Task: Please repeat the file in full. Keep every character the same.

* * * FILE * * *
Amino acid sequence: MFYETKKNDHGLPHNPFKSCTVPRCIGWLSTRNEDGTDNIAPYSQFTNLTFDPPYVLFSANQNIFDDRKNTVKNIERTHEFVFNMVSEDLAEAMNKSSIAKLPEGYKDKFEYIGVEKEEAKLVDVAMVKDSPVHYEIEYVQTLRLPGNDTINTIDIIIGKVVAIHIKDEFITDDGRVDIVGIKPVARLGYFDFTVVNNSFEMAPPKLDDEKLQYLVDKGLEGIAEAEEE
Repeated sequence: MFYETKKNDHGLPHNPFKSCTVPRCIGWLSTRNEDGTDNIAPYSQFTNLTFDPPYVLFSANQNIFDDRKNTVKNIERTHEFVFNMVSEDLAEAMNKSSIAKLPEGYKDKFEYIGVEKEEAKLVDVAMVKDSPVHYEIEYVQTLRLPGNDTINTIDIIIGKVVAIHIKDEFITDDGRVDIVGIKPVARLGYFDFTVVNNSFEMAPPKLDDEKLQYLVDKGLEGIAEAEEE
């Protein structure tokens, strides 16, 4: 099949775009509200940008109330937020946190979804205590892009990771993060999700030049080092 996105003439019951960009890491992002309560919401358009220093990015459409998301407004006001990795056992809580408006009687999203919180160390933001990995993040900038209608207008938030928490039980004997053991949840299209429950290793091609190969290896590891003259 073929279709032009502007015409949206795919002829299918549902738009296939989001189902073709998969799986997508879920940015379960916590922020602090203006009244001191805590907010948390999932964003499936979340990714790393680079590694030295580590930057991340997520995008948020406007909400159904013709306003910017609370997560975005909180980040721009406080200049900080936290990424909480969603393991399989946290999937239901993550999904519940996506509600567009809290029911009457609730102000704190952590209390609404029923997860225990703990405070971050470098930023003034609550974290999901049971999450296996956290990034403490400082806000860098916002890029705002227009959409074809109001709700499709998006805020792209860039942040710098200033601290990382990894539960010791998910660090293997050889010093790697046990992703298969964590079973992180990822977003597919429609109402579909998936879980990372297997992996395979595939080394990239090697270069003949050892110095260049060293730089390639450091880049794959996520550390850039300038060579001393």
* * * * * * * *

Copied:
Amino acid sequence: MFYETKKNDHGLPHNPFKSCTVPRCIGWLSTRNEDGTDNIAPYSQFTNLTFDPPYVLFSANQNIFDDRKNTVKNIERTHEFVFNMVSEDLAEAMNKSSIAKLPEGYKDKFEYIGVEKEEAKLVDVAMVKDSPVHYEIEYVQTLRLPGNDTINTIDIIIGKVVAIHIKDEFITDDGRVDIVGIKPVARLGYFDFTVVNNSFEMAPPKLDDEKLQYLVDKGLEGIAEAEEE
Repeated sequence: MFYETKKNDHGLPHNPFKSCTVPRCIGWLSTRNEDGTDNIAPYSQFTNLTFDPPYVLFSANQNIFDDRKNTVKNIERTHEFVFNMVSEDLAEAMNKSSIAKLPEGYKDKFEYIGVEKEEAKLVDVAMVKDSPVHYEIEYVQTLRLPGNDTINTIDIIIGKVVAIHIKDEFITDDGRVDIVGIKPVARLGYFDFTVVNNSFEMAPPKLDDEKLQYLVDKGLEGIAEAEEE
């Protein structure tokens, strides 16, 4: 099949775009509200940008109330937020946190979804205590892009990771993060999700030049080092 996105003439019951960009890491992002309560919401358009220093990015459409998301407004006001990795056992809580408006009687999203919180160390933001990995993040900038209608207008938030928490039980004997053991949840299209429950290793091609190969290896590891003259 073929279709032009502007015409949206795919002829299918549902738009296939989001189902073709998969799986997508879920940015379960916590922020602090203006009244001191805590907010948390999932964003499936979340990714790393680079590694030295580590930057991340997520995008948020406007909400159904013709306003910017609370997560975005909180980040721009406080200049900080936290990424909480969603393991399989946290999937239901993550999904519940996506509600567009809290029911009457609730102000704190952590209390609404029923997860225990703990405070971050470098930023003034609550974290999901049971999450296996956290990034403490400082806000860098916002890029705002227009959409074809109001709700499709998006805020792209860039942040710098200033601290990382990894539960010791998910660090293997050889010093790697046990992703298969964590079973992180990822977003597919429609109402579909998936879980990372297997992996395979595939080394990239090697270069003949050892110095260049060293730089390639450091880049794959996520550390850039300038060579001393």